Which urges consumers to think twice about value of smart kitchen appliance
Which, the UK consumer group, has warned potential buyers of smart household appliances to think twice before spending their money.
Smart home appliances tend to connect to the internet through your Wi-Fi router, and then to a smartphone app that can be used to control them and check up on their status. Some smart refrigerators even include touchscreen displays, voice assistants and music streaming abilities.
But the issue here is with software updates, which a lack of can limit the functional life of smart home devices, or even leave them vulnerable to failure or cyber attack just a few years after they are purchased.
Compounding the issue, Which says, is how the majority of consumers believe spending hundreds of dollars more on smart appliances will mean they last longer than their non-connected counterparts.
But that might not necessarily be true, the consumer group reported this week. Which says appliances like dishwashers and washing machines typically last around 10 years, with refrigerators and tumble dryers lasting 11 years on average before being replaced.
But, while 69 percent of people surveyed by Which said they expected pricier smart appliances to last longer, manufacturers are mostly unable to back up that belief.
"When you add software into the mix, these products could have a much shorter life – at least in terms of their full functionality," Which said, adding that appliances no longer receiving software updates, but still connected to the internet, "can provide a way in for hackers to steal your data."
This is why it is important for manufacturers to issue software updates for the full lifetime of the product, potentially a decade or more. Unfortunately, manufacturers are not making such promises.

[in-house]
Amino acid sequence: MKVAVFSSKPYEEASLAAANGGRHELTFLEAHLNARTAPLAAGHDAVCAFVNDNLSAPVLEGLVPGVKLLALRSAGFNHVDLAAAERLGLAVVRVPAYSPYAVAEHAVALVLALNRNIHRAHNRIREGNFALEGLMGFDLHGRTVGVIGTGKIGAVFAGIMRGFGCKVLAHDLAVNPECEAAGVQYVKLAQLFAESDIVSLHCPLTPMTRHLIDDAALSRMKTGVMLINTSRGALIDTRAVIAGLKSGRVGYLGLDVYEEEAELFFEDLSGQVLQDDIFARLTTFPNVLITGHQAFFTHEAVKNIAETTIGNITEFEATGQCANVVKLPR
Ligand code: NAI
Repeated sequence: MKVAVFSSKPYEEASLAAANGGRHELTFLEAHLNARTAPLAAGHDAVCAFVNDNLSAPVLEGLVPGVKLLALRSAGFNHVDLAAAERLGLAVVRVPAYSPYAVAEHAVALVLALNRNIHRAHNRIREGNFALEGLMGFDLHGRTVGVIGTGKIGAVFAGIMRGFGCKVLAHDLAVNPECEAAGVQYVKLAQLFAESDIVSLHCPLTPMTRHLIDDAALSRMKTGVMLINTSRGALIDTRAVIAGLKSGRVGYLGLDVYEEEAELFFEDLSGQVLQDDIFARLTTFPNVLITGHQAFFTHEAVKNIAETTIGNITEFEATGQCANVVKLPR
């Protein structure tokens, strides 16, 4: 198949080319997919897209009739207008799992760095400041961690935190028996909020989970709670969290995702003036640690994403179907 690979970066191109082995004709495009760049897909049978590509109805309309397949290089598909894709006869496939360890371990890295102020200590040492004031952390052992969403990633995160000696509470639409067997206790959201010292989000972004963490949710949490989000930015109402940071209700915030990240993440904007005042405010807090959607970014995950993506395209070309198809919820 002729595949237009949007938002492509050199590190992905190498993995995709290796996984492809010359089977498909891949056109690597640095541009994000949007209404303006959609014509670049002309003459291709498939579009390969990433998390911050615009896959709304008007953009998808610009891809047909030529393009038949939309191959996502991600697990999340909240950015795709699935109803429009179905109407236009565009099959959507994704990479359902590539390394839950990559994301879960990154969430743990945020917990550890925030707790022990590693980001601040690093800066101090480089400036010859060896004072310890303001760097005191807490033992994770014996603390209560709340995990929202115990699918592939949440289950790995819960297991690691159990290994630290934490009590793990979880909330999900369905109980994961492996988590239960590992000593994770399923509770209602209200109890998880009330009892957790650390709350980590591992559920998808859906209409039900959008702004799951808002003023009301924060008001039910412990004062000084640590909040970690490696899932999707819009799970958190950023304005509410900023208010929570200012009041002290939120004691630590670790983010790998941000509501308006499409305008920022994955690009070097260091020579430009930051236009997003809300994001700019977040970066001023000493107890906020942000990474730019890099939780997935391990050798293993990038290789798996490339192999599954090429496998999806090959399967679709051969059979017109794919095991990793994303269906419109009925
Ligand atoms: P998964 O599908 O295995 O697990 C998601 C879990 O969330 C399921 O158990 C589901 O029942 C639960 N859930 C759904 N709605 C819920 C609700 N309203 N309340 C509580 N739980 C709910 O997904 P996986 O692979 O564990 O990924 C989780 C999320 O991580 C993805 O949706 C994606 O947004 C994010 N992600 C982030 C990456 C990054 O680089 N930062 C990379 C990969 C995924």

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Which asked all major home appliance makers and only one, Miele, was able to definitively promise that its smart appliances would receive software updates for a full 10 years.
The majority of manufacturers said vaguely that software updates would be provided for "the life of the product". Samsung could only confirm a minimum of two years of updates, while Beko confirmed a maximum of 10 years.
Although the brands spoke to Which, none had published a timeline for software updates, or a policy explaining how long updates will be provided for, for consumers to read.
Writing about the Which findings, security expert Graham Cluley said: "The problem is clear. Household appliance manufacturers are not promising to deliver security updates for the length of time that typical purchasers expect to own those products – despite the additional expense of buying a smart appliance."
Despite uncertainty over how long smart appliances will be supported for via software updates they tend to be significantly more expensive. Which found the average smart washing machine costs $112 more than an unconnected model. This difference rises to $320 for smart dishwashers and over $1,000 for smart refrigerators.
Natalie Hitchins, head of home products and services at Which, said: "Until manufacturers are clear and upfront about how long they will support these products for, consumers could be better off avoiding smart appliances that could turn 'dumb' after only a few years and stick to more reliable and significantly cheaper non-smart alternatives."
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